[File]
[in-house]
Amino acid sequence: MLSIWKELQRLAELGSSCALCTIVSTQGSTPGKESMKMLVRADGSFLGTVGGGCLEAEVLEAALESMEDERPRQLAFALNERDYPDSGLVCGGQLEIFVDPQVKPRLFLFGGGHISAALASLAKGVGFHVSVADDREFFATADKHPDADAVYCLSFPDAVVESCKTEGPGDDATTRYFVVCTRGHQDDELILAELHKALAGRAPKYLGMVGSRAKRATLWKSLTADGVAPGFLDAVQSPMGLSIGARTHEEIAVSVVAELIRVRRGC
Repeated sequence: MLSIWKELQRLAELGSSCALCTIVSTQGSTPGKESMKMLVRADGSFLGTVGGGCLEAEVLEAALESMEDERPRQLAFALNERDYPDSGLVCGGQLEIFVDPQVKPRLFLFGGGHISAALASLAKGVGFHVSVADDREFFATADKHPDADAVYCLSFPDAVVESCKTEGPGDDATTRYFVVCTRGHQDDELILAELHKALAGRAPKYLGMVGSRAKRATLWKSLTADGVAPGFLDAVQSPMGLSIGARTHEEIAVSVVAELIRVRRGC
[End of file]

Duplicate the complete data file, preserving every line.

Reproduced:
[in-house]
Amino acid sequence: MLSIWKELQRLAELGSSCALCTIVSTQGSTPGKESMKMLVRADGSFLGTVGGGCLEAEVLEAALESMEDERPRQLAFALNERDYPDSGLVCGGQLEIFVDPQVKPRLFLFGGGHISAALASLAKGVGFHVSVADDREFFATADKHPDADAVYCLSFPDAVVESCKTEGPGDDATTRYFVVCTRGHQDDELILAELHKALAGRAPKYLGMVGSRAKRATLWKSLTADGVAPGFLDAVQSPMGLSIGARTHEEIAVSVVAELIRVRRGC
Repeated sequence: MLSIWKELQRLAELGSSCALCTIVSTQGSTPGKESMKMLVRADGSFLGTVGGGCLEAEVLEAALESMEDERPRQLAFALNERDYPDSGLVCGGQLEIFVDPQVKPRLFLFGGGHISAALASLAKGVGFHVSVADDREFFATADKHPDADAVYCLSFPDAVVESCKTEGPGDDATTRYFVVCTRGHQDDELILAELHKALAGRAPKYLGMVGSRAKRATLWKSLTADGVAPGFLDAVQSPMGLSIGARTHEEIAVSVVAELIRVRRGC